While you’re probably more worried about who might be using your credit cards, your medical identity might be stolen right from under your nose.
Medical identity thefts increased by nearly 22 percent in one year (2014), according to an annual study released in February 2015.
It’s costly. Sixty-five percent of medical identity theft victims in the study paid an average of $13,500 to resolve the crime.
“In some cases, they paid the healthcare provider, repaid the insurer for services obtained by the thief, or they engaged an identity service provider or legal counsel to help resolve the incident and prevent future fraud,” the study said.
The victim is not only you; medical identify theft affects healthcare providers, insurance companies, taxpayers, and other consumers, who as a result pay more for healthcare.
Medical identify theft is also a complicated crime to solve and is time consuming. For all the cases resolved, many more aren’t, meaning that potentially devastating information is floating around out there.
That all makes it worth being acutely aware of how your medical identify is being protected. Or if it’s being protected.
Medical identity theft is defined as having your personal health information (without your knowledge or consent) used to “obtain, or receive payment for medical treatment, services, or goods,” according to the American Health Information Management Association (AHIMA).
Often, AHIMA says, it involves deliberate errors placed in existing medical records, and can center on the creation of fake medical records in your name. Like credit card fraud, this trail of “falsified information” in your medical records can haunt you for years, “or even put your health at risk” if you are denied treatment as a result.
It’s most likely that family or friends with access to your medical records are the perpetrators, the study found. But, increasingly, financial fraud hackers are stealing medical records because it’s lucrative.
If they can get your medical credentials, says Rick Kam of ID Experts, they’ll order health services and goods, bill organizations like Medicare and Medicaid, and make more money from that than from “drugs, prostitution, and other crimes they may pursue.”
Further, 45 percent of people in the annual study said medical identity theft hurt their reputations, mostly from embarrassment over the disclosure of sensitive personal health conditions. Nineteen percent believed the theft created obstacles to career advancement, and 3 percent said they lost their jobs because of it.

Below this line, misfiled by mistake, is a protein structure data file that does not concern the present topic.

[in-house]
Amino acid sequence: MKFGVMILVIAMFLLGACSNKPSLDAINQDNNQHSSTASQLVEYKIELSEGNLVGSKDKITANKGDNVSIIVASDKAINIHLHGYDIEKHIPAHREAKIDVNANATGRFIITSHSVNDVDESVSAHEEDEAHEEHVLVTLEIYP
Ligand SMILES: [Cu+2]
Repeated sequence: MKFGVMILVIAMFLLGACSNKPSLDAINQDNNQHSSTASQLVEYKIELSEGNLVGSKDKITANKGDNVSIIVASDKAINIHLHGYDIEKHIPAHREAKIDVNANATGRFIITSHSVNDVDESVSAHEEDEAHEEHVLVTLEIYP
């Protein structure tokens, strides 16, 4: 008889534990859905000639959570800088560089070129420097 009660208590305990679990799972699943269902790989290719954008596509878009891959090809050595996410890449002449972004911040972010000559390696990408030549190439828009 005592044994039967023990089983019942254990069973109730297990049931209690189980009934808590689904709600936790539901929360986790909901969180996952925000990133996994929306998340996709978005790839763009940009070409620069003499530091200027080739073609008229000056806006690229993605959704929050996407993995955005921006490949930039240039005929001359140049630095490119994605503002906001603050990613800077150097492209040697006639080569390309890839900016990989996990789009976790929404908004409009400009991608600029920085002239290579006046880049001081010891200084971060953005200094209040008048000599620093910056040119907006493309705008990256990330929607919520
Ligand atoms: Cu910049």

You probably believe your healthcare provider should be “proactive” in preventing and detecting medical identity theft. Yet, the study found that 68 percent are “not confident” their healthcare providers are actually protecting their medical records from loss or theft.
The public’s concerns seem well founded. “Unlike the financial services industry, health care companies lack measures to adequately prevent identity theft, even as they continue to digitize medical records and other sensitive information,” says a Fortune magazine report.
You have to counter that lack of confidence with constant vigilance and awareness of how your medical records and identification are being used and protected. First, you have to ask all your healthcare providers, including insurers, what they have in place for security. Most people don’t.
That means doing your own homework and monitoring your health records closely, addressing any errors quickly, and sharing personal and health insurance information only with “trusted providers,” AHIMA advises.
In addition you should pay close attention to the explanation of benefits from insurers and get an annual summary of all benefits paid.
You should also contact the insurer or provider about charges for care that were not received, even when there is no money owed, AHIMA says. Keep copies of all your health care records.
Don’t be drawn in by any offers of “free” medical treatment. There’s a good chance that someone just wants to obtain your name and insurance information.
Protect your insurance cards, explanation of benefits, and health plan correspondence in the same way you would safeguard your credit cards, AHIMA says.
These precautions are critical because the Fortune report says the “healthcare industry is failing us” when it comes to medical identify theft.
One hospital system alone had 4.5 million medical records stolen in 2014 by hackers.
Larry Ponemon, chairman and founder of the institute that did the consumer medical identification study, agrees with many other experts. He says the financial industry is way out ahead of the healthcare industry in protecting consumers against fraud.
In 2014, a consortium of various players in the healthcare industry formed the Medical Identity Fraud Alliance to help address system-wide issues that would establish best practices against medical identification fraud.
But that still leaves you out there to fend for yourself in the meantime. So, be aggressive about checking your credit and medical records. Try to hold your healthcare providers accountable, and try to make sure your medical records are where they’re supposed to be. If someone says they don’t know where they are, start pushing harder.
December 07, 2015
Janet O’Dell, RN